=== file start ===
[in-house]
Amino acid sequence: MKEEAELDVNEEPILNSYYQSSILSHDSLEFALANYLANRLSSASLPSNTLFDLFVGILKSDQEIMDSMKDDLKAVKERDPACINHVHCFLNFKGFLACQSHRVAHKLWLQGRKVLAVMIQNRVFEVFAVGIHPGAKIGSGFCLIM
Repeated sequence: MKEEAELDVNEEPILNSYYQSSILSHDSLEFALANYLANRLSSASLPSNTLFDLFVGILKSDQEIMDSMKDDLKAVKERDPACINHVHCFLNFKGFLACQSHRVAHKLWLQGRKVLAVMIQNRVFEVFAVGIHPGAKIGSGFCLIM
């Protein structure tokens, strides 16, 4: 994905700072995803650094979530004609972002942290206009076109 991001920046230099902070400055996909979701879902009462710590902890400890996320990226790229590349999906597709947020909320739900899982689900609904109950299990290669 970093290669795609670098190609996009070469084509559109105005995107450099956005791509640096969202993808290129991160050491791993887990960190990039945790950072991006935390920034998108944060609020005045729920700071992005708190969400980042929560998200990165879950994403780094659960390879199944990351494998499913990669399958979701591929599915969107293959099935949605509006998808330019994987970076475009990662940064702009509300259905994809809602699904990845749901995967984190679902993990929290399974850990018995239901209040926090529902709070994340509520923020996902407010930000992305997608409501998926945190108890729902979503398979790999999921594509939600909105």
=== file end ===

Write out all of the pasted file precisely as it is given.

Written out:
[in-house]
Amino acid sequence: MKEEAELDVNEEPILNSYYQSSILSHDSLEFALANYLANRLSSASLPSNTLFDLFVGILKSDQEIMDSMKDDLKAVKERDPACINHVHCFLNFKGFLACQSHRVAHKLWLQGRKVLAVMIQNRVFEVFAVGIHPGAKIGSGFCLIM
Repeated sequence: MKEEAELDVNEEPILNSYYQSSILSHDSLEFALANYLANRLSSASLPSNTLFDLFVGILKSDQEIMDSMKDDLKAVKERDPACINHVHCFLNFKGFLACQSHRVAHKLWLQGRKVLAVMIQNRVFEVFAVGIHPGAKIGSGFCLIM
């Protein structure tokens, strides 16, 4: 994905700072995803650094979530004609972002942290206009076109 991001920046230099902070400055996909979701879902009462710590902890400890996320990226790229590349999906597709947020909320739900899982689900609904109950299990290669 970093290669795609670098190609996009070469084509559109105005995107450099956005791509640096969202993808290129991160050491791993887990960190990039945790950072991006935390920034998108944060609020005045729920700071992005708190969400980042929560998200990165879950994403780094659960390879199944990351494998499913990669399958979701591929599915969107293959099935949605509006998808330019994987970076475009990662940064702009509300259905994809809602699904990845749901995967984190679902993990929290399974850990018995239901209040926090529902709070994340509520923020996902407010930000992305997608409501998926945190108890729902979503398979790999999921594509939600909105």